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Trump Tweets Conspiracy Theory About Deleted Votes

In a tweet, President Donald Trump on Nov. 12 pushed the baseless theory that voting systems deleted millions of votes for him and switched thousands of votes cast for him to his Democratic rival, President-elect Joe Biden.

No evidence has been produced to support that assertion.

Hours after Trump’s tweet, a group of federal, state and local officials overseeing the nation’s voting system said that in the recent election, “There is no evidence that any voting system deleted or lost votes, changed votes, or was in any way compromised.” The joint statement, by the Elections Infrastructure Government Coordinating Council and the Election Infrastructure Sector Coordinating Executive Committees, described the recent voting as “the most secure in American history.” The statement was distributed by the federal government’s Cybersecurity and Infrastructure Security Agency, which is part of the Department of Homeland Security.

A firm whose research was mentioned in similar allegations to Trump’s told us it has “no evidence” of irregularities with votes and hadn’t produced any research on the subject.

And voting machine experts told us what the president was suggesting could not have been detected in the time that has elapsed since the election on Nov. 3.

Trump’s claim can be traced back to an anonymous post on a pro-Trump message board.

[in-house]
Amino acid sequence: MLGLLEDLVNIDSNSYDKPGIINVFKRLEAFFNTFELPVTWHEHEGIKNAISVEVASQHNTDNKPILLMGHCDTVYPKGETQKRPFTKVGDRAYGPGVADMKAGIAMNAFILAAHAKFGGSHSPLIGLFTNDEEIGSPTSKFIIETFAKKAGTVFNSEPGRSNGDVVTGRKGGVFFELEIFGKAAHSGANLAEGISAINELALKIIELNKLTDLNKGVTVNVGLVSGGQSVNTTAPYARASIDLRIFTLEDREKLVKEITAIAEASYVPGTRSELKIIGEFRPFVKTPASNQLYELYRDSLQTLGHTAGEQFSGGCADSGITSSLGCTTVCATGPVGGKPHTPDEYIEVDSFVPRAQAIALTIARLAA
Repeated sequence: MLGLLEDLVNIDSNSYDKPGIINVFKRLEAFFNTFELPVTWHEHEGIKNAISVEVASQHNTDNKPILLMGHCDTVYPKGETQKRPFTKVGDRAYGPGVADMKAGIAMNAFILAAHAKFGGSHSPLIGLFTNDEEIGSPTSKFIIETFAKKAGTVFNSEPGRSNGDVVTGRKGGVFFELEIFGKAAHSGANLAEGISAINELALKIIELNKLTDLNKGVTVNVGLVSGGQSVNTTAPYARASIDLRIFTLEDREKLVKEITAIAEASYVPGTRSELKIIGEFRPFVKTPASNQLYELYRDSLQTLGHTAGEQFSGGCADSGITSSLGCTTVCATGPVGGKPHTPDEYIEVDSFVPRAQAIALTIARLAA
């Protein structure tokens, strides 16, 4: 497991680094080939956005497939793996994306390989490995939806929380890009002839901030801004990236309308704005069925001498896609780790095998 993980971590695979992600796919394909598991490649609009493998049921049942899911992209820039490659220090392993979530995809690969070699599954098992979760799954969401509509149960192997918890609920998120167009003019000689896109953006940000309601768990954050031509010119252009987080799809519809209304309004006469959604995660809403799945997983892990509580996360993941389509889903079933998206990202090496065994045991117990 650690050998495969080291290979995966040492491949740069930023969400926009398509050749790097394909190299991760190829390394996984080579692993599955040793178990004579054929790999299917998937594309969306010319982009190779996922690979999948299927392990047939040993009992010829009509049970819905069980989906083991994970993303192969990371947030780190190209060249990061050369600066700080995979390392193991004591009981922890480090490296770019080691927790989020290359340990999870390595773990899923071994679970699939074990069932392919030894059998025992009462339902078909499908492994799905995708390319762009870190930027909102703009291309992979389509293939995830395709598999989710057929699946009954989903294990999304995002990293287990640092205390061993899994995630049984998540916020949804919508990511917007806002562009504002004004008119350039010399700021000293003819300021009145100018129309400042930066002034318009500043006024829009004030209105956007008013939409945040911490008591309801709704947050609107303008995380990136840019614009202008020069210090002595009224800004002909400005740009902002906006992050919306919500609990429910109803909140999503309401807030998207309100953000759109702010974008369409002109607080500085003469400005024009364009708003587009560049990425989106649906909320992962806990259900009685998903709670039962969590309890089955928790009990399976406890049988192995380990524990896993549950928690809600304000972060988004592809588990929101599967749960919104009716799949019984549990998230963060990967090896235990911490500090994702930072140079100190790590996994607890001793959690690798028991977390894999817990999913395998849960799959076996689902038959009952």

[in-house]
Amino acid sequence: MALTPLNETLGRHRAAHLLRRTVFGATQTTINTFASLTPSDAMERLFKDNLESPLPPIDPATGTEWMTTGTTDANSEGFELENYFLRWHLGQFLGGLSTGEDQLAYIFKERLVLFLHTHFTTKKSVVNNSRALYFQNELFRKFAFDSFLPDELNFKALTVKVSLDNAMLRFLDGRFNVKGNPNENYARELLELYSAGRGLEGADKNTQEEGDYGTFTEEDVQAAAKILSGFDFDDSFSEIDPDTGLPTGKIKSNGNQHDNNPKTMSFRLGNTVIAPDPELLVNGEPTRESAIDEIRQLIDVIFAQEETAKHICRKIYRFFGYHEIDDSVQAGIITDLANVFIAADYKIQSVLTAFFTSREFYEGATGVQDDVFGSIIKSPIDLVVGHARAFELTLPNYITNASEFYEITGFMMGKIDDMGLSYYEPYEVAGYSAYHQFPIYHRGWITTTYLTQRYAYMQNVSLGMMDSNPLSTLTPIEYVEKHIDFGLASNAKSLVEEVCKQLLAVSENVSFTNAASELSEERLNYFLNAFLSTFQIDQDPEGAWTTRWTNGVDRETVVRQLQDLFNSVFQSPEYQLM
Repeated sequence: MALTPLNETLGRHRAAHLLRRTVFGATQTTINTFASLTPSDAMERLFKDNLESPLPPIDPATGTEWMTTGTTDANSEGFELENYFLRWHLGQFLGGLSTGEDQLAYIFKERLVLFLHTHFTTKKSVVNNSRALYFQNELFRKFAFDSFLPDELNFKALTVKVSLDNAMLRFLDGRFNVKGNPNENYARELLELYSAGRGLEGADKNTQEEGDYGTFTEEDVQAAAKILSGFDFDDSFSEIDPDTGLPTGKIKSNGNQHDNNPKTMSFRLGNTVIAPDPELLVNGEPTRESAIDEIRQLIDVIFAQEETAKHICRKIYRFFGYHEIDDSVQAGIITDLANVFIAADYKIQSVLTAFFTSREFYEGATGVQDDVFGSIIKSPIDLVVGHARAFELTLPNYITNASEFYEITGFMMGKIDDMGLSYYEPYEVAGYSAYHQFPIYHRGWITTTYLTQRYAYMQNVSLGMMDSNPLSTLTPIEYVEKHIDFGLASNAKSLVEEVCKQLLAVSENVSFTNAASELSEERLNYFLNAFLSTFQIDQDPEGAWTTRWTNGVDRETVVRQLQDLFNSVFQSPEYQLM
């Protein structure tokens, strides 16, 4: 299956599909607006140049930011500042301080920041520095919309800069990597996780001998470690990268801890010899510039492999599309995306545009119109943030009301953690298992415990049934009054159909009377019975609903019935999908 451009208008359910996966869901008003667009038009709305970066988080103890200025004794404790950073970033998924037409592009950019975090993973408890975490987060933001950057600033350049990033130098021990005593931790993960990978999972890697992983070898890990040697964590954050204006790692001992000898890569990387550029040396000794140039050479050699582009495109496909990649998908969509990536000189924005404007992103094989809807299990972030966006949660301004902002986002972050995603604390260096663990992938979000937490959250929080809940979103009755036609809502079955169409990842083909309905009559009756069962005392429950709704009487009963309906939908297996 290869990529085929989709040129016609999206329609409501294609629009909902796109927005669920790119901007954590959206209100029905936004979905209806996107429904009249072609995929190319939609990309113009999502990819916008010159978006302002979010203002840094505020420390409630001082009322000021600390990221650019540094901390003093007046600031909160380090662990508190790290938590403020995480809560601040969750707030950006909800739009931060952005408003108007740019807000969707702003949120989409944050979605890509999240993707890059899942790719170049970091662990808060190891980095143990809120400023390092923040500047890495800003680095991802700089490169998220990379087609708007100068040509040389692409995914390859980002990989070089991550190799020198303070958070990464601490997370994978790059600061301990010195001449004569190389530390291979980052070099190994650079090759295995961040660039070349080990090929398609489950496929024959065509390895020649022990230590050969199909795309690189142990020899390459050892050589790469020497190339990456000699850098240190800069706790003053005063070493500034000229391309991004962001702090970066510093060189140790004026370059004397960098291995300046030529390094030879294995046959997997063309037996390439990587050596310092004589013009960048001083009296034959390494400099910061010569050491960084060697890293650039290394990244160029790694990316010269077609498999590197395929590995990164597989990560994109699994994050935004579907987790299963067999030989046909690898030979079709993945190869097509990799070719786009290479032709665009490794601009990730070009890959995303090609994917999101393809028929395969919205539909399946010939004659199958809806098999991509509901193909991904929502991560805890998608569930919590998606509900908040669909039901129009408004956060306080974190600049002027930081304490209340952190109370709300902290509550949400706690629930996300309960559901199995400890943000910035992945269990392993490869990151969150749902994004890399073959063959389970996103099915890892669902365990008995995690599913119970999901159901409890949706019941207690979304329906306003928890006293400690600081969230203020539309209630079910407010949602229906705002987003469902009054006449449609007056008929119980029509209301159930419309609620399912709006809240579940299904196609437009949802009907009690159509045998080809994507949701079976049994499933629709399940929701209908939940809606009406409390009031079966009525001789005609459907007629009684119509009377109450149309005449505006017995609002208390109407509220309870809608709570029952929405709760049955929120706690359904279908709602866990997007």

Trump did not link to or cite a specific report. But at the end of his tweet he listed OANN, the conservative television news outlet that is a favorite of the president. And OANN recently ran a segment with similar allegations.

In the segment, reporter Lilia Fifield claims there was rampant vote theft linked to the Denver-based company Dominion Voting Systems.

OANN, Nov. 12: Election systems across the country are found to have deleted millions of votes cast for President Trump. According to an unaudited analysis of data obtained from Edison Research, states using Dominion Voting Systems may have switched as many as 435,000 votes from President Trump to Joe Biden. And the author also finds another 2.7 million Trump votes appear to have been deleted by Dominion, including almost 1 million Trump votes in Pennsylvania alone.

While the report makes explosive charges, it provides no evidence. The segment is only 48 seconds long. It is not clear what the data is, who analyzed the data and who the “author” is.

We asked OANN to support its claim but never heard back.

The numbers mentioned by Trump seem to come from the conservative website Gateway Pundit, which cites an anonymous person’s post, claiming to have done this analysis, on a pro-Trump site called thedonald.win. Gateway Pundit, which has a history of spreading misinformation, wrote “we have not verified the results so we currently are labeling his results ‘unaudited.’”

The anonymous author claimed the data came from Edison Research.

A similar claim emerged in a Facebook post by Anna Paulina Luna, who describes herself as a conservative, a columnist and a political commentator. The post drew 2,700 reactions. Trump’s post was also picked up by others on Facebook.

Trump has long warned, without evidence, about potential widespread voting fraud. Despite the fact that major media outlets have declared Biden the winner, the president has refused to concede.